A new NYPD campaign is aimed at building trust in communities and, ultimately, cooperation in crime fighting. Commissioner James O'Neill said the effort was not a marketing campaign, but a movement that "forges true relationships."
The effort is supposed to convince people to report crimes, talk to prosecutors and testify in court. To make his point, O'Neill cited the unsolved murder of a Bronx woman who was hit by a stray bullet last June. He said detectives couldn't get people in the area to say much and reward posters got torn down.
"The clear message is: we need every member of the public to help us. This is a shared responsibility," he said while speaking at a breakfast sponsored by the Association for a Better New York on Tuesday.
O'Neill acknowledged that years of racking up arrests and driving crime down had come at the expense of alienating communities.
"We did so sometimes in ways that inflamed old wounds, especially among people of color. And those wounds run very deep," he said.
The new police commissioner listed ways the NYPD is trying to change that, including a focus on serious, violent crimes instead of low-level offenses.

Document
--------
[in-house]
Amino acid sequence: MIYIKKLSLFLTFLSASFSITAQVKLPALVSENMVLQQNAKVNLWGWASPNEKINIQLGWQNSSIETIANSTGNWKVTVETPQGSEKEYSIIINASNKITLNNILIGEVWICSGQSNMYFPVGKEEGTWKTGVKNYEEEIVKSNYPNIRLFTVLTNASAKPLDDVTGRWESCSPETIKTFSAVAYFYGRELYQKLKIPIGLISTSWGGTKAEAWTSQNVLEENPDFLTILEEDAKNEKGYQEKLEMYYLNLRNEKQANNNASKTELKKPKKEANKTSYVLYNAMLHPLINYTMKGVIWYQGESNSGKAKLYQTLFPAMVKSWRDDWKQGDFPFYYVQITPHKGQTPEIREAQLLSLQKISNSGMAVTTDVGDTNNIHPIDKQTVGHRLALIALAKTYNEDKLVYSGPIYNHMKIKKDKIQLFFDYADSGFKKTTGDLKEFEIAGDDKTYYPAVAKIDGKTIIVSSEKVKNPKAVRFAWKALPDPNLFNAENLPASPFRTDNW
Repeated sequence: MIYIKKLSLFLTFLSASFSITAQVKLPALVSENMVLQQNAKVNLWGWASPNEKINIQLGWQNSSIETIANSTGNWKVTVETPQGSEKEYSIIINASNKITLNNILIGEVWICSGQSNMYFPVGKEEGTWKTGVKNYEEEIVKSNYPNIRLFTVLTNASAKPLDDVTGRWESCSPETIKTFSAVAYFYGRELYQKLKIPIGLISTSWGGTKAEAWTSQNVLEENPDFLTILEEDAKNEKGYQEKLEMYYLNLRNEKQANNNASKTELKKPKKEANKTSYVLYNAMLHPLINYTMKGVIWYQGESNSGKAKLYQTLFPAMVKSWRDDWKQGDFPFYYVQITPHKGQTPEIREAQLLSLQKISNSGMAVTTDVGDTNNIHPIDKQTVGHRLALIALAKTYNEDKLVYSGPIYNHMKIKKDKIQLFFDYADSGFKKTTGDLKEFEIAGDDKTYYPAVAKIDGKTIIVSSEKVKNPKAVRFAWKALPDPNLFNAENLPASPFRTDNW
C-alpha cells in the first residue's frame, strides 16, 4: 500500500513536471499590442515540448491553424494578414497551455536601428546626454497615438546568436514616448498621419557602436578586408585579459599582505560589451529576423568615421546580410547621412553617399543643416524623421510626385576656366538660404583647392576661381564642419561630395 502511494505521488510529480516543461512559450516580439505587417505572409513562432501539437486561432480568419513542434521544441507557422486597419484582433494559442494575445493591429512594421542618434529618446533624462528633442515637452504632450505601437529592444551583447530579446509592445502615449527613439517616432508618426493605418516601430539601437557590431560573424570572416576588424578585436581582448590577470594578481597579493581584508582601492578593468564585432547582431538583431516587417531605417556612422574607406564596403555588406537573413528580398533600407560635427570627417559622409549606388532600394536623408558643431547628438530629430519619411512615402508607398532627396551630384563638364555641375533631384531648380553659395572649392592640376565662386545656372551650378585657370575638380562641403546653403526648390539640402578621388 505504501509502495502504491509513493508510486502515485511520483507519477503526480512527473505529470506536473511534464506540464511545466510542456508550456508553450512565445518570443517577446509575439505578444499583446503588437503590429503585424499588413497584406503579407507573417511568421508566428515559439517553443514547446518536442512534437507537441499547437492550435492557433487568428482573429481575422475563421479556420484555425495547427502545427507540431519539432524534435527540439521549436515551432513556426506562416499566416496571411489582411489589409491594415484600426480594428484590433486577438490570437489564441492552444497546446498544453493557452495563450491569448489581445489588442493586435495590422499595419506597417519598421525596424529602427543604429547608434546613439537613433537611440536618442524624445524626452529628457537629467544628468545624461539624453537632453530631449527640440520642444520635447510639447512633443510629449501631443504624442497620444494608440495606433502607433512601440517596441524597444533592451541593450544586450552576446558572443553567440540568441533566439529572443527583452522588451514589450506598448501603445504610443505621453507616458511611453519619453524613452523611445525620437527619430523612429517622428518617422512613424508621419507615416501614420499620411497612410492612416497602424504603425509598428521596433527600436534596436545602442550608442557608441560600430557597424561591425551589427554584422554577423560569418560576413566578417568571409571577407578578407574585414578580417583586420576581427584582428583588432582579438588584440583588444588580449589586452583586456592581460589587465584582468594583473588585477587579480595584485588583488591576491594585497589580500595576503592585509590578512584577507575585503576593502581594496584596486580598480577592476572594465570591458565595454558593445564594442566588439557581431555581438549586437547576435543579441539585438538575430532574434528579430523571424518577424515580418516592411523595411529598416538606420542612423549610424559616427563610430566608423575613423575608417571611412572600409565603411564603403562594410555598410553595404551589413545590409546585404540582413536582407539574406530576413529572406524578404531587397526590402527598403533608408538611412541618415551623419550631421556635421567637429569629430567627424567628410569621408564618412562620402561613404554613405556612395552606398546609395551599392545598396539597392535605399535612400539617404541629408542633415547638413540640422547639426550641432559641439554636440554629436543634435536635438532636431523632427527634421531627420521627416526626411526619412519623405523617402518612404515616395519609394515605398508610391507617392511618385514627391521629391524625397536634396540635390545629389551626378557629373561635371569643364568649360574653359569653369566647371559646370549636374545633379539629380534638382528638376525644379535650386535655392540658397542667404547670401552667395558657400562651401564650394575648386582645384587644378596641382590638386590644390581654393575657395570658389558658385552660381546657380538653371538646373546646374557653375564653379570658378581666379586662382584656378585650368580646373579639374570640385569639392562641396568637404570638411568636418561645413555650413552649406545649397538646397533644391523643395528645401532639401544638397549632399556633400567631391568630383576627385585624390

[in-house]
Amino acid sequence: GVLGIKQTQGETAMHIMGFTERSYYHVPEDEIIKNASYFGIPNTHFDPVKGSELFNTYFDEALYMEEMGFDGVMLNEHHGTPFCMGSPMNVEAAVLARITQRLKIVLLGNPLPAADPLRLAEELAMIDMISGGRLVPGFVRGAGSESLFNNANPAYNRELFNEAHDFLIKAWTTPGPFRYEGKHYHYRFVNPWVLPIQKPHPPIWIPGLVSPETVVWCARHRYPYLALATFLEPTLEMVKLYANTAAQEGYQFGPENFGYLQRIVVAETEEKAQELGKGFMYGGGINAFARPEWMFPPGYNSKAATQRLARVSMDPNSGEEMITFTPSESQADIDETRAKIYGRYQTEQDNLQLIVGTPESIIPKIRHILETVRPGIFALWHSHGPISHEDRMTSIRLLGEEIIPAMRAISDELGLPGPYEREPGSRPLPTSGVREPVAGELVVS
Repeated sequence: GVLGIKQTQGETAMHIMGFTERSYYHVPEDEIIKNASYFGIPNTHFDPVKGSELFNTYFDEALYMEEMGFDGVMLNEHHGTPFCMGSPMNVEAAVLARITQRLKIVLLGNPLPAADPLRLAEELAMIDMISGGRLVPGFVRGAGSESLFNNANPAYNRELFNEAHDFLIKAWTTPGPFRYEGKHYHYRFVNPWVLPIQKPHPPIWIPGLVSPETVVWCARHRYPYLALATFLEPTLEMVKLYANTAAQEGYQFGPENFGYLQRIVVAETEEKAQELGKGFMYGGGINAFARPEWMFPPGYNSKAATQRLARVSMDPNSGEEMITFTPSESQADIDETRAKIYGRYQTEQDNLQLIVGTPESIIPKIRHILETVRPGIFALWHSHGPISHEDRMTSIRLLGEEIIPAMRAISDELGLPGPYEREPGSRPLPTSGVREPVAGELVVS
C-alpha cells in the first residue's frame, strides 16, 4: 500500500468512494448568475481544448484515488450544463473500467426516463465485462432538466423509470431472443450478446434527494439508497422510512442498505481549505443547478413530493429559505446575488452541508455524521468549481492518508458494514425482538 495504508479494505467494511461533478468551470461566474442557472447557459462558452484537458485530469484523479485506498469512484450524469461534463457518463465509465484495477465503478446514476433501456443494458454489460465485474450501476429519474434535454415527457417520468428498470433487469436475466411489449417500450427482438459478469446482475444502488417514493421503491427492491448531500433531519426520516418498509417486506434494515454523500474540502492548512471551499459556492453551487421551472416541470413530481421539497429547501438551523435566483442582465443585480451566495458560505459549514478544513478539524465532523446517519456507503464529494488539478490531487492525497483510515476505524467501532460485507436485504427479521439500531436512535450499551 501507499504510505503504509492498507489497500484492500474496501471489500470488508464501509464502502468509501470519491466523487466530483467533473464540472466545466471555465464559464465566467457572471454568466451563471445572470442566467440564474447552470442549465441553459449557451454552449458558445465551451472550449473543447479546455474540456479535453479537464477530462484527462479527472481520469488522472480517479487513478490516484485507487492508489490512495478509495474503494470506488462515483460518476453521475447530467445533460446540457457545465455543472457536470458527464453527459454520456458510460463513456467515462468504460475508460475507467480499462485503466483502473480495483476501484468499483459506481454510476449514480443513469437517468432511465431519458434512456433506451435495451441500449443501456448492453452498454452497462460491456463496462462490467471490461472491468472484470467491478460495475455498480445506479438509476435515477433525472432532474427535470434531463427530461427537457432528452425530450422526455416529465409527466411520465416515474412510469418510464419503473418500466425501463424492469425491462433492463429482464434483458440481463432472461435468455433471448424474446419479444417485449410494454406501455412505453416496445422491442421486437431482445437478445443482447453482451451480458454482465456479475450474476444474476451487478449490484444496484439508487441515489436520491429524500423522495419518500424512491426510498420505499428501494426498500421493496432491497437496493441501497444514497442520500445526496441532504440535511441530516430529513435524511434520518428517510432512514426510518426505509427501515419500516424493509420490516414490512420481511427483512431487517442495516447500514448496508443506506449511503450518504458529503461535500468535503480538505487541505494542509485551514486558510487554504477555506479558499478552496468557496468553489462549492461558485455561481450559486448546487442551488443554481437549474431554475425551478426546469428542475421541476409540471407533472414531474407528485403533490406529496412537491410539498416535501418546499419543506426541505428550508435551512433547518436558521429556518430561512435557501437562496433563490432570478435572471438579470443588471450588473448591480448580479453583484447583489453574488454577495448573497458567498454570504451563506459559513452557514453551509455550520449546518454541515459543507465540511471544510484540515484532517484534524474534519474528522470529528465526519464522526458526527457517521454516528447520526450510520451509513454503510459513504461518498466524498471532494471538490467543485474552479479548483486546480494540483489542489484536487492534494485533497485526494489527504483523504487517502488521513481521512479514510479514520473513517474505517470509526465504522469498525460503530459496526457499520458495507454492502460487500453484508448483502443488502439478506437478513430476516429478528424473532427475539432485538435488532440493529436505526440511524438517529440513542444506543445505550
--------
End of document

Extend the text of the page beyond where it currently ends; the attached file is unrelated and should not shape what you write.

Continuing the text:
"But to close the gap in trust and approval of police, we have to do more than eliminate unnecessary enforcement activity," he added.
O'Neill went on to describe the NYPD's community policing initiatives that include making police officers more accessible and familiar to the public. He said soon the public would have the names, emails and even cell phone numbers of cops that patrol their streets.
The campaign — which includes working with clergy, business people and academics — is supposed to be run by Police Foundation board member Charles Phillips. He is expected to ask high-profile filmmakers to take part.
O'Neill became commissioner last month after his predecessor, William Bratton, announced he would retire.